The embodiments of the present invention will now be described with reference to the accompanying drawings. FIG. 1 is a diagram schematically showing an apparatus according to the invention, designed for ashing a layer formed on a semiconductor wafer. As is shown in FIG. 1, this apparatus has chamber 10. Table 12 is provided within chamber 10. Semiconductor wafer 11 is placed on table 12. Table 12 is provided with a vacuum chuck (not shown) for holding wafer 11 firmly on table 10. Table 12 has built-in heater 14 which is controlled by temperature control device 13. Table 12 can be moved up and down by elevating apparatus 15, and can be rotated at a predetermined speed by a drive device (not shown). The lower portion of chamber 10 is connected by conduit 16 to exhaust device 17 provided beside chamber 10. Exhaust device 17 is designed to exhaust gas from chamber 10 at a prescribed rate. Endpoint detecting device 18 is connected by a pipe to conduit 16, for receiving a part of the gas exhausted from chamber 10 and detecting the end point of the ashing performed within chamber 10. Cooling device 19 is connected to the upper portion of chamber 10 by a conduit. Gas-supplying section 20 is provided above chamber 10 and connected thereto. Gas-supplying section 20 comprises oxygen source 20a, ozone generator 20b, air-purging mechanism 20c, first gas-flow controller 20d, dinitrogen oxide source 20e, nitrogen oxide generator 20f, and second gas-flow controller 20g. Components 20a to 20g cooperate to determine the composition of the ashing gas which will be supplied to chamber 10. Air-purging mechanism 20c supplies air into chamber 10. First gas-flow controller 20d controls the flow of the gas supplied from ozone generator 20b. Second gas-flow controller 20g controls the flow of the nitrogen oxide gas supplied from nitrogen oxide generator 20f. The apparatus further comprises drive section 21 and alarm section 22. Drive section 21 is provided to control elevating apparatus 15, exhaust device 17, cooling device 19, and gas-supplying section 20. Alarm section 22 gives an alarm when any of components 15, 17, 19 and 20 malfunctions, and supplies a predetermined signal, such as a stop signal, to the malfunctioning component. Drive section 21 is designed to control wafer-supplying device 25 for supplying semiconductor wafers to the chamber. Device 25 is provided beside chamber 10.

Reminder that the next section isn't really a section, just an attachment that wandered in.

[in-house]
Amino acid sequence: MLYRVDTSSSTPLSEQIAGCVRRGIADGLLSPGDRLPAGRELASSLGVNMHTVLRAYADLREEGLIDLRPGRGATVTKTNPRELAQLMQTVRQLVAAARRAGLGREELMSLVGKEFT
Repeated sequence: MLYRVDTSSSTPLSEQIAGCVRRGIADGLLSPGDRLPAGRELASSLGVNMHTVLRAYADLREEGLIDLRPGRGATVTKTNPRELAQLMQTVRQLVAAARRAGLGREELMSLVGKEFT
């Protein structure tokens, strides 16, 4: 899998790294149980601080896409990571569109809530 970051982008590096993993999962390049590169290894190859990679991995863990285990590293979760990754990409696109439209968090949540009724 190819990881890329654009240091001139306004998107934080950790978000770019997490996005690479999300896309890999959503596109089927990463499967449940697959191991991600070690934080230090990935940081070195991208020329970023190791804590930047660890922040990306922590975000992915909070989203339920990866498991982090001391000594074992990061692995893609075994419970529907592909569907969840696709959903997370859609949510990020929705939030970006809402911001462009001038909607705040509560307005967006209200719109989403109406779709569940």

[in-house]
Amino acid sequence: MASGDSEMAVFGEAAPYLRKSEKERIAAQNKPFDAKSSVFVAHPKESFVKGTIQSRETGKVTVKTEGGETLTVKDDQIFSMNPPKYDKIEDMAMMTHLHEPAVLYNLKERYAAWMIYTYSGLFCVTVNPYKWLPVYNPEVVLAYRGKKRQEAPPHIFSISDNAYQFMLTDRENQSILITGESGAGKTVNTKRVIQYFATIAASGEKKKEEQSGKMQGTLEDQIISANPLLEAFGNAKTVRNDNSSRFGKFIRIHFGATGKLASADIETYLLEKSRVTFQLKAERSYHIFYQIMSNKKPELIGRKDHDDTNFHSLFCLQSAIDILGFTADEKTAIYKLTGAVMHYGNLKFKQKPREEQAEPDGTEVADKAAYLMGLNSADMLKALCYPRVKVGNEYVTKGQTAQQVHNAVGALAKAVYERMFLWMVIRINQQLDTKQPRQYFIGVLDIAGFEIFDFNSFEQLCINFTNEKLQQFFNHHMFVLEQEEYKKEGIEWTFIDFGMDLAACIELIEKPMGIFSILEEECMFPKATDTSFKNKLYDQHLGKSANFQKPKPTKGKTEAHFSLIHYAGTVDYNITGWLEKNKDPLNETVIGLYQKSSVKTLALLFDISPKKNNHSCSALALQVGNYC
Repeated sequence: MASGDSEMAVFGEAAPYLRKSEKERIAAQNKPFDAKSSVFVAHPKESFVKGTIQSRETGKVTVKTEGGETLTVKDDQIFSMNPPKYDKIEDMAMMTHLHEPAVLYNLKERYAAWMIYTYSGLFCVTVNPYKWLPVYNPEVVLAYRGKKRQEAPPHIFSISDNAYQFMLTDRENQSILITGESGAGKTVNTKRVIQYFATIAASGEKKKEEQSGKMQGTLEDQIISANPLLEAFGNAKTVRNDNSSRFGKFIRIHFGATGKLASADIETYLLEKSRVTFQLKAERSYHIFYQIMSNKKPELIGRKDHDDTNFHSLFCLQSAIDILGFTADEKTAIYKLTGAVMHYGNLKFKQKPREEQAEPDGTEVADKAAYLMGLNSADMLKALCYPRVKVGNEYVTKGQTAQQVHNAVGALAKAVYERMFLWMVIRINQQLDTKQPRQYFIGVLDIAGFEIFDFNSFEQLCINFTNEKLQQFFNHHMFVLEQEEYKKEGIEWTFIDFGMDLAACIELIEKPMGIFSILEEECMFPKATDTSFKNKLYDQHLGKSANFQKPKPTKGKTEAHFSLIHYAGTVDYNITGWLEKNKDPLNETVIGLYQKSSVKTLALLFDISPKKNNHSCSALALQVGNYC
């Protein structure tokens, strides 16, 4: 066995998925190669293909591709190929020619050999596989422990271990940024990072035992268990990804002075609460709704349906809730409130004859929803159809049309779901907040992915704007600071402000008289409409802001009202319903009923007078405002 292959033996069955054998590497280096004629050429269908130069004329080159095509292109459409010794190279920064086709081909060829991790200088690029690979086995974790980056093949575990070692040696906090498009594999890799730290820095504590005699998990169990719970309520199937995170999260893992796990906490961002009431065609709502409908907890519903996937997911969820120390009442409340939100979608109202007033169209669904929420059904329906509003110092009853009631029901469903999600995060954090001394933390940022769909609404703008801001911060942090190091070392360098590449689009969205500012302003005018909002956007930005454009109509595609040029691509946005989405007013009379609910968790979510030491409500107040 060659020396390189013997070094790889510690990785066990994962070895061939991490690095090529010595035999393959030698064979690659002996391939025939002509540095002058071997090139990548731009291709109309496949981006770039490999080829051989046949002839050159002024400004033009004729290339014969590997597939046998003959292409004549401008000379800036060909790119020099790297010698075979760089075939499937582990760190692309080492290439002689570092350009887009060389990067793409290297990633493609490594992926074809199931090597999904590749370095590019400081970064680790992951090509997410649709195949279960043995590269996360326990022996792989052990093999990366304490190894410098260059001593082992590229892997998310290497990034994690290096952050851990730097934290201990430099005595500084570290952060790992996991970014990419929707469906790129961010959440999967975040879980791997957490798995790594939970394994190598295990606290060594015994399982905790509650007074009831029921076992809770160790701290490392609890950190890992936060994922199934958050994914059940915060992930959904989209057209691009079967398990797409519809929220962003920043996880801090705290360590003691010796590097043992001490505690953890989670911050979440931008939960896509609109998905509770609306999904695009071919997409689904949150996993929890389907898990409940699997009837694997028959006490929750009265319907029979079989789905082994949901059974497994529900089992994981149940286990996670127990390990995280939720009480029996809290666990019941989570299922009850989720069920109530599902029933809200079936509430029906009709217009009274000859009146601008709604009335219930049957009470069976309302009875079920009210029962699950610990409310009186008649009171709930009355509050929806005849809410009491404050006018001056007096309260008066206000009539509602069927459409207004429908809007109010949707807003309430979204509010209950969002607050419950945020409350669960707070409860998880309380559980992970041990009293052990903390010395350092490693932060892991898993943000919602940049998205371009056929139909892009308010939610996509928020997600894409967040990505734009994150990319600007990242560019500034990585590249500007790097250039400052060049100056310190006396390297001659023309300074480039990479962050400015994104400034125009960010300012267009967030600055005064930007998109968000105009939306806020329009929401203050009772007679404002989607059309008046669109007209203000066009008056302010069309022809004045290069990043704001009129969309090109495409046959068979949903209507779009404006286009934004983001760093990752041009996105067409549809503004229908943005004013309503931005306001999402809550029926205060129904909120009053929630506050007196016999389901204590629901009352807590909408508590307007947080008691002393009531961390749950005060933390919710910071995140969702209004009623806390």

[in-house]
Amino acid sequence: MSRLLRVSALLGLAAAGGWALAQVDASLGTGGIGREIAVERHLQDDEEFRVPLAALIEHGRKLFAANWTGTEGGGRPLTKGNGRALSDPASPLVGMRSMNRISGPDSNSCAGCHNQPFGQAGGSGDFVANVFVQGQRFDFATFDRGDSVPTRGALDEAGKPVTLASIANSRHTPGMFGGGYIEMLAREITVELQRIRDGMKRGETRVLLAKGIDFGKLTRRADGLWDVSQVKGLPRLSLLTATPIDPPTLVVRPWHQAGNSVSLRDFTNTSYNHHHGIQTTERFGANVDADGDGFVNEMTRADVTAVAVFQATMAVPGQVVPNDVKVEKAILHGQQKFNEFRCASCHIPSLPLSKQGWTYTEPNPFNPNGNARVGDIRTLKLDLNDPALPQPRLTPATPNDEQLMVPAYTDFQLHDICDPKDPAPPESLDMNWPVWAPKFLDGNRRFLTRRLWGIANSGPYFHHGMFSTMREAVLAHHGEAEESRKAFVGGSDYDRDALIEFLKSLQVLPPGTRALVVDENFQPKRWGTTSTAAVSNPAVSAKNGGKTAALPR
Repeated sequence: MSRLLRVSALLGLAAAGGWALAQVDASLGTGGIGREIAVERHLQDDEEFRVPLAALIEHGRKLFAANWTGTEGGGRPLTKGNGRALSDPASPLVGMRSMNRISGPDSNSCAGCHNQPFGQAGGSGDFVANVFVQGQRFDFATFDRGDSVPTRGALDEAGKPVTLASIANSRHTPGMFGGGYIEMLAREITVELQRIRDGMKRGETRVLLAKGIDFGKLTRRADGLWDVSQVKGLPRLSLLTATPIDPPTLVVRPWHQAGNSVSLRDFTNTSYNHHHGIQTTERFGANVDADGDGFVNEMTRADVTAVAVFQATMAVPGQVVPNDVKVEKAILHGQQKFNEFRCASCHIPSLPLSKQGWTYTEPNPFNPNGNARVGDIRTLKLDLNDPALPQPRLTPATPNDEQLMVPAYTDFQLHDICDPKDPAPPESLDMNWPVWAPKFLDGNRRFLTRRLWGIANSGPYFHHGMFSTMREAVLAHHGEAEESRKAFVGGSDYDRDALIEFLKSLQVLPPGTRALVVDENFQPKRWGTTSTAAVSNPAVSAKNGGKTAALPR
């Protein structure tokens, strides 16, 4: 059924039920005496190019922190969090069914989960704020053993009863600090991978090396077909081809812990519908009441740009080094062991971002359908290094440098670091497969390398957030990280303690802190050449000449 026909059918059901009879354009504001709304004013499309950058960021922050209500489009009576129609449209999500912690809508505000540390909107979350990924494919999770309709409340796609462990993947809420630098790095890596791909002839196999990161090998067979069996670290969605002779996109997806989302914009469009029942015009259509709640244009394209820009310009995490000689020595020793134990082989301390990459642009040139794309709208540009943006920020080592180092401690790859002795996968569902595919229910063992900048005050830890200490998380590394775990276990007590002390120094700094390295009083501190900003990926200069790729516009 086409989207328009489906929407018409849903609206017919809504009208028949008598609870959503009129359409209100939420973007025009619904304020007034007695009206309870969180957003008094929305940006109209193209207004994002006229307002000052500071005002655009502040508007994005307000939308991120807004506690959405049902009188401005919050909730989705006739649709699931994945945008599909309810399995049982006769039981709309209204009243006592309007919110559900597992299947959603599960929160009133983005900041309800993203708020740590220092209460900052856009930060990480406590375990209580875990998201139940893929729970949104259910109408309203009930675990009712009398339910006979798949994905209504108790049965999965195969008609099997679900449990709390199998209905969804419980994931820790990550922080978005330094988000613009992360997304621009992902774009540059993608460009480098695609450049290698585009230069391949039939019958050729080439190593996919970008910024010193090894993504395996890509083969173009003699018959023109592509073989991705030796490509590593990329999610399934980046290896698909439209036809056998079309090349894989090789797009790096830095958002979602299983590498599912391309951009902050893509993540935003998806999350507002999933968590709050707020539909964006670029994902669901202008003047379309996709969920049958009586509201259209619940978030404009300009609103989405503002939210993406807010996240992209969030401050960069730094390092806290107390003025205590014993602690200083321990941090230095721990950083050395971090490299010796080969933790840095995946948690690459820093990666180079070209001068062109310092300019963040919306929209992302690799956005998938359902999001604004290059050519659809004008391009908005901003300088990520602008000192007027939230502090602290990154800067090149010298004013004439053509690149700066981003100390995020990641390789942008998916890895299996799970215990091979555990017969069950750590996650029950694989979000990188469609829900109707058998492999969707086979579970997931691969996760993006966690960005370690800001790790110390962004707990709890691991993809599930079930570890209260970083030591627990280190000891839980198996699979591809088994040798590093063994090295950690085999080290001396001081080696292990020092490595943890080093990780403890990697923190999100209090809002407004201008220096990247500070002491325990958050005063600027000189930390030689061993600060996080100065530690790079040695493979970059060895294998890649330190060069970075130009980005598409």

FIG. 2 is a plane view of wafer-supplying device 25. Device 25 is used to automatically supply semiconductor wafer 11 into chamber 10 and place it at a prescribed position on table 12, and to move wafer 11 out of chamber 10 after wafer 11 has been ashed. As is shown in FIG. 2, wafer-supplying device 25 comprises loader section 25a and unloader section 25b.
Loader section 25a has wafer-supplying unit 25a1 and wafer-positioning unit 25a2. Unit 25a1 receives wafer 11 from a wafer storage (not shown) and supplies wafer 11 to wafer-positioning unit 25a2. Unit 25a2 has guide 25a3 which can contact the periphery of wafer 11 supplied from wafer-supplying unit 25a1, thereby guiding wafer 11 to table 12, Guide 25a3 is made of a fluorine resin such as tetrafluoroethylene. Units 25a1 and 25a2 have bases 25a5 and 25a6, respectively. Either base, which is made of, for example, aluminum, has two straight grooves cut in at least its upper surface. A pair of endless conveyor belts 25a4 are wrapped around either base. These belts 25a4 are made of, for example, silicone rubber, and are driven, guided by grooves of the base. Those portions of belts 25a4 which are guided by the grooves are flush with the upper surface of the base.